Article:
The emerging rift in the GOP is making itself evident within the party’s most important family: Many members of the Bush family as well as their former advisers are hesitant to endorse Trump, unlike right-wingers like Dick Cheney and Donald Rumsfeld.
More than most, the Bushes have played their family dramas out in public, at our expense. The American people are still paying the bill.
Dynasties will stay on our minds while there’s a Bush or a Clinton in the 2016 presidential race. But I have a little news to break: The Bushes are an American political dynasty, and the Clintons certainly are not.
Nobody should be shocked to hear a right-wing chicken-hawk disparaging a worthy veteran at this late date. In the Republican Party, it is standard operating procedure — and for any Republican to pretend otherwise now is risibly hypocritical.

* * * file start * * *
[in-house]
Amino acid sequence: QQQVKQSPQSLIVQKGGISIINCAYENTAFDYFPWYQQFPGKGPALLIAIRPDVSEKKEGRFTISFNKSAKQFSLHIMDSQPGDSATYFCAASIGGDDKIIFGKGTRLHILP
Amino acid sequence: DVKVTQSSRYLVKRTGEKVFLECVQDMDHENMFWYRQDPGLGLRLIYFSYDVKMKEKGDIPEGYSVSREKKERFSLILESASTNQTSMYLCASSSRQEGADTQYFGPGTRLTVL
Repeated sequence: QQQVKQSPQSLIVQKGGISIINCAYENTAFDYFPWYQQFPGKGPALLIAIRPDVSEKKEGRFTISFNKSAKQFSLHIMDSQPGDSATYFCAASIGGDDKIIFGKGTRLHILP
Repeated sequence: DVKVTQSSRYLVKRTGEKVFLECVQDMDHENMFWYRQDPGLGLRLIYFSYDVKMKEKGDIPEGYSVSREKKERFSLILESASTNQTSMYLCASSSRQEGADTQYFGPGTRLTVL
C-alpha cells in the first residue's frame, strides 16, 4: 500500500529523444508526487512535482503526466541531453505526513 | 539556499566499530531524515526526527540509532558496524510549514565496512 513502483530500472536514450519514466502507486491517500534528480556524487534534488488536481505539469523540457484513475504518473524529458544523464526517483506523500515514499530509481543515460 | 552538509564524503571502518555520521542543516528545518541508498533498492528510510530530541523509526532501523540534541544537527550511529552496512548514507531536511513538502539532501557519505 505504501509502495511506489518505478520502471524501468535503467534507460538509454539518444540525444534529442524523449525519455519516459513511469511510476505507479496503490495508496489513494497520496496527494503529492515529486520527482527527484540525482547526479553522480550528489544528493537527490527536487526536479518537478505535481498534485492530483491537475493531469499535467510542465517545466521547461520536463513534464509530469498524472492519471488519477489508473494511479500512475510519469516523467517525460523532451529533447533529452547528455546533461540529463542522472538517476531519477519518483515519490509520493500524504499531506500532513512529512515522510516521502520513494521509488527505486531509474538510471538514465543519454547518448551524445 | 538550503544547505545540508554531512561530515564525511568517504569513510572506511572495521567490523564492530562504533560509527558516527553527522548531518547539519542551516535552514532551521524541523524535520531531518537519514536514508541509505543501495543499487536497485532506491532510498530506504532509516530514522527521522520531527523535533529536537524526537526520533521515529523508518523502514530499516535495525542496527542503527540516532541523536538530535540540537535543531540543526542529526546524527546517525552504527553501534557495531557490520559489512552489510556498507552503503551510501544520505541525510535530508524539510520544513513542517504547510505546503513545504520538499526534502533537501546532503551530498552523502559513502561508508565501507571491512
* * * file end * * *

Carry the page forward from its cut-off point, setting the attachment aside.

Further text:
After six months of fundraising, foreign tours, town halls, and media interviews — conducted under the pretense of “considering a run” — Jeb Bush made it official with a rally Monday afternoon.
Jeb Bush’s last name comes with advantages that are difficult to overstate. In a presidential race, he gets, among other things, instant name recognition and a built-in fundraising apparatus from his father and brother. Those assets alone explain why a man who hasn’t won an election in more than a decade is nonetheless considered a […]
The Bush name, and more important, its financial and political network, provide a huge advantage in the early going. Jeb Bush is well aware he can’t escape.